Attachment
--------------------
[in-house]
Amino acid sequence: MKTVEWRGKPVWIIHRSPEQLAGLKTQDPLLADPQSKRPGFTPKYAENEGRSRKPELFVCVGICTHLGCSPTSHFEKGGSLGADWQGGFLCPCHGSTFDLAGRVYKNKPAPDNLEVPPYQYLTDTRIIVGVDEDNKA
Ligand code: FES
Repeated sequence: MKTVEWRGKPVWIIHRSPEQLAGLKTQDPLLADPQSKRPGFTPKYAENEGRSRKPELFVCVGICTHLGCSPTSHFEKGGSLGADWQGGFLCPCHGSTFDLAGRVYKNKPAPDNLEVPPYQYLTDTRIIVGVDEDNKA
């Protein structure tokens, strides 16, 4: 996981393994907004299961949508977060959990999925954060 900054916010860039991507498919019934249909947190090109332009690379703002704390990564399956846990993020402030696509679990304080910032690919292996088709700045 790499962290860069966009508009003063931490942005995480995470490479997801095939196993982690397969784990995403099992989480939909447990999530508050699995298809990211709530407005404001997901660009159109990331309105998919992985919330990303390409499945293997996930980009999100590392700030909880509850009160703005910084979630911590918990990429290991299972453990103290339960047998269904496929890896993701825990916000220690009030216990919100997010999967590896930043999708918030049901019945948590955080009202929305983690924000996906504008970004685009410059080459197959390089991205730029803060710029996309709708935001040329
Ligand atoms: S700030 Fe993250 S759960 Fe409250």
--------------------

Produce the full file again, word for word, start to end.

[in-house]
Amino acid sequence: MKTVEWRGKPVWIIHRSPEQLAGLKTQDPLLADPQSKRPGFTPKYAENEGRSRKPELFVCVGICTHLGCSPTSHFEKGGSLGADWQGGFLCPCHGSTFDLAGRVYKNKPAPDNLEVPPYQYLTDTRIIVGVDEDNKA
Ligand code: FES
Repeated sequence: MKTVEWRGKPVWIIHRSPEQLAGLKTQDPLLADPQSKRPGFTPKYAENEGRSRKPELFVCVGICTHLGCSPTSHFEKGGSLGADWQGGFLCPCHGSTFDLAGRVYKNKPAPDNLEVPPYQYLTDTRIIVGVDEDNKA
């Protein structure tokens, strides 16, 4: 996981393994907004299961949508977060959990999925954060 900054916010860039991507498919019934249909947190090109332009690379703002704390990564399956846990993020402030696509679990304080910032690919292996088709700045 790499962290860069966009508009003063931490942005995480995470490479997801095939196993982690397969784990995403099992989480939909447990999530508050699995298809990211709530407005404001997901660009159109990331309105998919992985919330990303390409499945293997996930980009999100590392700030909880509850009160703005910084979630911590918990990429290991299972453990103290339960047998269904496929890896993701825990916000220690009030216990919100997010999967590896930043999708918030049901019945948590955080009202929305983690924000996906504008970004685009410059080459197959390089991205730029803060710029996309709708935001040329
Ligand atoms: S700030 Fe993250 S759960 Fe409250």